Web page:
Q: Listening to your shows, I love that you always give the artists that you are talking about or interviewing the credit they deserve, nothing more, nothing less. You don’t kiss anybody’s ass nor do you hate on them. Talk about that view of the music industry.

ET: I think that you have to be honest with your audience. There’s a strange thing that’s happening in the world right now where everything is so insanely politically correct, that if you say the one slightest thing that differs from what anybody else feels, there’s always going be somebody out there that’s going to come after you and pounce and blow it out of proportion. I’m just not going to fall for that. I just think that’s ridiculous. I think the audience I have, the people that care what I do, listen to my interviews, they do it because they know it is going to be pretty straight forward, its going to be pretty upfront. I’m going to pretty much [say] it like I see it. I have people all the time, fans or what have you, that will say to me “I really need to know what you think of this band” or “I really need to know what you think of this album” or whatever the case may be. I’ll tell them and if it doesn’t agree with what they think, they go crazy and say that I’m s–t talking a band. It’s amazing to me that an opinion in this day in age gets turned into somebody talking down about something. Everyone should be entitled to have an opinion about things they like and don’t like. It’s fine if you disagree, but there are a lot of people, everyone is so PC now that they actually just get mad and blow it out of proportion. I defy people all the time to honestly tell me is there a band, I don’t care if its your favorite band ever, you can’t honestly sit there and say that you like every single song, every single note, every single record they ever created. That’s just not being honest with yourself.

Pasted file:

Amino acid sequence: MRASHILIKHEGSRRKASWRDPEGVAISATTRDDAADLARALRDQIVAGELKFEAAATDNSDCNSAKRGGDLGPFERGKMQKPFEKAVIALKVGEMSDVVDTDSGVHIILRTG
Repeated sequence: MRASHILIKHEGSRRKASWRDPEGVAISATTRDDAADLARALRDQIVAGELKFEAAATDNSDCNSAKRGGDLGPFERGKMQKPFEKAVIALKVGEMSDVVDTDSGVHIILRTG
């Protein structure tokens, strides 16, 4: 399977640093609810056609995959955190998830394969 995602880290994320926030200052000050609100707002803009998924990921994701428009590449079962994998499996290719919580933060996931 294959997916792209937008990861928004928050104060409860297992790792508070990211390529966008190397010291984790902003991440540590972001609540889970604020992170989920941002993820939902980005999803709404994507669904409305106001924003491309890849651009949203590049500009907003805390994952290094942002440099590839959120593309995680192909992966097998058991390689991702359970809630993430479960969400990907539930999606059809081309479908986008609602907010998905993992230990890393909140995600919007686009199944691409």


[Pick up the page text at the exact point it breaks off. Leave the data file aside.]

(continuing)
Q: Early in your career, you worked at Megaforce Records, and you signed acts like Metallica, Anthrax, helped revive Ace Frehley’s career. Looking back, how do you feel about that time?

ET: It was great! I was young. I was just a kid. To have done that at such an early age was pretty amazing. Again, it was just a combination of having been in the business for so long, already. I had already put five years in the business on various levels and started building a name back then. That led to me getting offered a job with a record company and getting involved at a very early stage like that. It was a great time. It was a lot of learning. It was great to be part of an emerging record company that was distributed by Atlantic. It was great to sign an artist, KISS was an enormously huge band in my world and to be able to sign their lead guitar player to his first solo deal was a huge thing. It was a crazy surreal thing. If you look inside my first book, there’s a photo of me signing Ace Frehley. That’s kind of crazy to think that 8-9 years earlier, I was at my first concert in my life and it was a Kiss show. It was a lot of fun. It was a great experience. I’m kind of glad now, when I look at what’s happened to the music industry, that I got out of that end of it because it’s hard to make a living there now because the labels are so fractured. I enjoyed it and it was a great experience that I still call from time to time and I wouldn’t rule out doing it again at some point if it was the right situation, but the business has changed so much, I don’t know what’s left of it anymore.